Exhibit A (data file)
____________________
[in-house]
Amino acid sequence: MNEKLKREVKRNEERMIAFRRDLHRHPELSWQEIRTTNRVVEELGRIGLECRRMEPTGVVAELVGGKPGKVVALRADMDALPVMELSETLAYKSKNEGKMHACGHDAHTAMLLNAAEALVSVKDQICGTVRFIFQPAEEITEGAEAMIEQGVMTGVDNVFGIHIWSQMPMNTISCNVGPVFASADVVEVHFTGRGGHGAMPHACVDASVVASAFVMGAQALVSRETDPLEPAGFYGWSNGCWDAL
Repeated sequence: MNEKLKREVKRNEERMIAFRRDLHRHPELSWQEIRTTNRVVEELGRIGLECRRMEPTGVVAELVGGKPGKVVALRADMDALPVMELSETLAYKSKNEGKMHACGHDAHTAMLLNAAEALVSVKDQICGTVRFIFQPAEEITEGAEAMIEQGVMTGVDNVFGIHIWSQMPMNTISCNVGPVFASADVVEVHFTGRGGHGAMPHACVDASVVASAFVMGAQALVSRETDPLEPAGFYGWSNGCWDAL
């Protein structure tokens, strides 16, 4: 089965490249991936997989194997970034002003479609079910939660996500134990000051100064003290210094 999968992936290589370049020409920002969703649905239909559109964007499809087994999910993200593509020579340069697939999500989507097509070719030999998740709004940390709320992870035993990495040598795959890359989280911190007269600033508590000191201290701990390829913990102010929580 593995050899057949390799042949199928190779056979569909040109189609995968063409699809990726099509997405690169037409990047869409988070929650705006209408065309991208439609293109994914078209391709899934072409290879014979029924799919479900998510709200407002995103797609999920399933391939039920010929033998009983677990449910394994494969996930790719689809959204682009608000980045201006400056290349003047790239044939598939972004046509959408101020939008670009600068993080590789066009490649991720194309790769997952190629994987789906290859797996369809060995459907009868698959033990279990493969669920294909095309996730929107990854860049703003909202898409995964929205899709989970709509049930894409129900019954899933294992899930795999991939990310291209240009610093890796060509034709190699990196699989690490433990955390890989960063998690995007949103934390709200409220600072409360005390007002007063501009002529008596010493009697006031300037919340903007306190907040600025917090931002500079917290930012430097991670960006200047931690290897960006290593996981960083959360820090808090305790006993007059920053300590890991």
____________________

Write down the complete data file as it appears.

[in-house]
Amino acid sequence: MNEKLKREVKRNEERMIAFRRDLHRHPELSWQEIRTTNRVVEELGRIGLECRRMEPTGVVAELVGGKPGKVVALRADMDALPVMELSETLAYKSKNEGKMHACGHDAHTAMLLNAAEALVSVKDQICGTVRFIFQPAEEITEGAEAMIEQGVMTGVDNVFGIHIWSQMPMNTISCNVGPVFASADVVEVHFTGRGGHGAMPHACVDASVVASAFVMGAQALVSRETDPLEPAGFYGWSNGCWDAL
Repeated sequence: MNEKLKREVKRNEERMIAFRRDLHRHPELSWQEIRTTNRVVEELGRIGLECRRMEPTGVVAELVGGKPGKVVALRADMDALPVMELSETLAYKSKNEGKMHACGHDAHTAMLLNAAEALVSVKDQICGTVRFIFQPAEEITEGAEAMIEQGVMTGVDNVFGIHIWSQMPMNTISCNVGPVFASADVVEVHFTGRGGHGAMPHACVDASVVASAFVMGAQALVSRETDPLEPAGFYGWSNGCWDAL
């Protein structure tokens, strides 16, 4: 089965490249991936997989194997970034002003479609079910939660996500134990000051100064003290210094 999968992936290589370049020409920002969703649905239909559109964007499809087994999910993200593509020579340069697939999500989507097509070719030999998740709004940390709320992870035993990495040598795959890359989280911190007269600033508590000191201290701990390829913990102010929580 593995050899057949390799042949199928190779056979569909040109189609995968063409699809990726099509997405690169037409990047869409988070929650705006209408065309991208439609293109994914078209391709899934072409290879014979029924799919479900998510709200407002995103797609999920399933391939039920010929033998009983677990449910394994494969996930790719689809959204682009608000980045201006400056290349003047790239044939598939972004046509959408101020939008670009600068993080590789066009490649991720194309790769997952190629994987789906290859797996369809060995459907009868698959033990279990493969669920294909095309996730929107990854860049703003909202898409995964929205899709989970709509049930894409129900019954899933294992899930795999991939990310291209240009610093890796060509034709190699990196699989690490433990955390890989960063998690995007949103934390709200409220600072409360005390007002007063501009002529008596010493009697006031300037919340903007306190907040600025917090931002500079917290930012430097991670960006200047931690290897960006290593996981960083959360820090808090305790006993007059920053300590890991």